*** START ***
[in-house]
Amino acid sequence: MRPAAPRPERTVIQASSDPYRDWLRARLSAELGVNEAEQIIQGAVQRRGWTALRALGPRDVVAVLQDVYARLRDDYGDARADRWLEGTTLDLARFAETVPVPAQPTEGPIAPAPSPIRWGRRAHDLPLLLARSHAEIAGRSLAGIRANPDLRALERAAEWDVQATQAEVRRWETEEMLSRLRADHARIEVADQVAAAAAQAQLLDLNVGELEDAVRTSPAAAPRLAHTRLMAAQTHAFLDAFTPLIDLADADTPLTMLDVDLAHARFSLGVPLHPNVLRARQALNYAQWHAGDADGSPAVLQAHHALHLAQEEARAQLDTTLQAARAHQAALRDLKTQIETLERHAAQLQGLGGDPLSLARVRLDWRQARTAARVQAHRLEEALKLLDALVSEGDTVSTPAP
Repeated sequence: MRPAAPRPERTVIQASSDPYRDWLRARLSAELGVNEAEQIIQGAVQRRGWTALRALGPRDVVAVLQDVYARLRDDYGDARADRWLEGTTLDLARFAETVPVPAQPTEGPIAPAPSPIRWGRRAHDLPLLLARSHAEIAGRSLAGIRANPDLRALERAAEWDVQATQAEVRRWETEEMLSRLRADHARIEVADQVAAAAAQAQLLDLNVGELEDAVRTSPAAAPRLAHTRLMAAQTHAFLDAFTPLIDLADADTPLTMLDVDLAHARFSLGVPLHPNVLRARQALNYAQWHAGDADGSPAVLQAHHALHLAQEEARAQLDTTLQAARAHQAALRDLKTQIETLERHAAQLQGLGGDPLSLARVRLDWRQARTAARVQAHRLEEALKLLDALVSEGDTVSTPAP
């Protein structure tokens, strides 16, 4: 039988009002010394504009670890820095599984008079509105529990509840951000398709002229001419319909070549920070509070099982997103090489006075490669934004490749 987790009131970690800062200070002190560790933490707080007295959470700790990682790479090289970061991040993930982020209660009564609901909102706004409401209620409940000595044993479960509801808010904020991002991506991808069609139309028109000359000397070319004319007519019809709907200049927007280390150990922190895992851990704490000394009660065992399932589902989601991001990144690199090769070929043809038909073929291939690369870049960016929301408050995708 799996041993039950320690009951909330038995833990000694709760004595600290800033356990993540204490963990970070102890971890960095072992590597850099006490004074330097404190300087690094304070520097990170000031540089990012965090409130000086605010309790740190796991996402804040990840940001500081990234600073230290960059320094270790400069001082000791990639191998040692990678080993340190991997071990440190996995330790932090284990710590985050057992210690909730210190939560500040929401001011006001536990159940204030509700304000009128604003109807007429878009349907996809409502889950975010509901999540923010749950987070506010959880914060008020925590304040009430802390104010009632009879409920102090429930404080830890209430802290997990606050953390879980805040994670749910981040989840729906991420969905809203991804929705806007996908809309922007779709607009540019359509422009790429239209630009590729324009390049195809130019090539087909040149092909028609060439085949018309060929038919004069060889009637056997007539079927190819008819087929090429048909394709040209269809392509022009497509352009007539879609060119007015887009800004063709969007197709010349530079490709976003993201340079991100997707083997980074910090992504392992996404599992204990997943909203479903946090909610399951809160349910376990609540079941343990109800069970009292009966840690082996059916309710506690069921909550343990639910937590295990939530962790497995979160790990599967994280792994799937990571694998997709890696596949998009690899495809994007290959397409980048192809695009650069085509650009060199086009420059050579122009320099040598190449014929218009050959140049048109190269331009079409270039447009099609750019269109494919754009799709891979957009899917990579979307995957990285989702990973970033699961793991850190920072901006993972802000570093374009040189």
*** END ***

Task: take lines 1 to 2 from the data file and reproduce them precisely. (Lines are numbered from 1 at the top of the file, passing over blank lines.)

[in-house]
Amino acid sequence: MRPAAPRPERTVIQASSDPYRDWLRARLSAELGVNEAEQIIQGAVQRRGWTALRALGPRDVVAVLQDVYARLRDDYGDARADRWLEGTTLDLARFAETVPVPAQPTEGPIAPAPSPIRWGRRAHDLPLLLARSHAEIAGRSLAGIRANPDLRALERAAEWDVQATQAEVRRWETEEMLSRLRADHARIEVADQVAAAAAQAQLLDLNVGELEDAVRTSPAAAPRLAHTRLMAAQTHAFLDAFTPLIDLADADTPLTMLDVDLAHARFSLGVPLHPNVLRARQALNYAQWHAGDADGSPAVLQAHHALHLAQEEARAQLDTTLQAARAHQAALRDLKTQIETLERHAAQLQGLGGDPLSLARVRLDWRQARTAARVQAHRLEEALKLLDALVSEGDTVSTPAP